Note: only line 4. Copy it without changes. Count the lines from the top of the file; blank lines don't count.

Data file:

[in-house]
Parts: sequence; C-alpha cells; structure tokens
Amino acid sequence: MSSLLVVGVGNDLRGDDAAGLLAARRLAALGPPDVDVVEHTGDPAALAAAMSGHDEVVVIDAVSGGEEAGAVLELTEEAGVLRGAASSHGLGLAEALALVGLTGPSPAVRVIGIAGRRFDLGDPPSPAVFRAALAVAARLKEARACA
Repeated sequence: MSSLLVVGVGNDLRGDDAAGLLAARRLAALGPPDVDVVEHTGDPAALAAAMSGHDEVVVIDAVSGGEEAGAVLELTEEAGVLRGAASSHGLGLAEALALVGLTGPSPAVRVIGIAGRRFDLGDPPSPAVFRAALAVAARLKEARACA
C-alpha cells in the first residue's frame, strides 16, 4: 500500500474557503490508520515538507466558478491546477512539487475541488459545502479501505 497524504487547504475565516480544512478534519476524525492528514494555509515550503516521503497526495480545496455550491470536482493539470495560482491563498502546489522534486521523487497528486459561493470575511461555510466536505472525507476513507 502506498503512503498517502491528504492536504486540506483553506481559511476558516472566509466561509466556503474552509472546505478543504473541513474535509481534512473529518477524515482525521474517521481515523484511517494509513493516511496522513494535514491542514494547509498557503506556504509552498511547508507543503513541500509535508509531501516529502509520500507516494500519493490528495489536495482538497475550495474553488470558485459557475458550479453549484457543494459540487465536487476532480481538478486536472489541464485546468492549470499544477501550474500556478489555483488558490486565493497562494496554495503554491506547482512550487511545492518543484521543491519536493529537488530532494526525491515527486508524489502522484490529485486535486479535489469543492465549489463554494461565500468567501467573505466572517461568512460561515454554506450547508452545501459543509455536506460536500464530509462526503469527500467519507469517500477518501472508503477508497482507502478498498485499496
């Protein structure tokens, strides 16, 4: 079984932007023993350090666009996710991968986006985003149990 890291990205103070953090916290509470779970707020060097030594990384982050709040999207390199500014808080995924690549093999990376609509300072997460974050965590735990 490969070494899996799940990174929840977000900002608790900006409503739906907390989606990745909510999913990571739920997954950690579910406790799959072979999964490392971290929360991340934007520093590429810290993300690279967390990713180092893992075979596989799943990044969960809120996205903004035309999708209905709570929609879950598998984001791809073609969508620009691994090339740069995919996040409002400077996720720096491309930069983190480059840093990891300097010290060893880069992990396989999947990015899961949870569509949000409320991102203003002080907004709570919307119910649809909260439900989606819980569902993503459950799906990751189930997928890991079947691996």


Repeated sequence: MSSLLVVGVGNDLRGDDAAGLLAARRLAALGPPDVDVVEHTGDPAALAAAMSGHDEVVVIDAVSGGEEAGAVLELTEEAGVLRGAASSHGLGLAEALALVGLTGPSPAVRVIGIAGRRFDLGDPPSPAVFRAALAVAARLKEARACA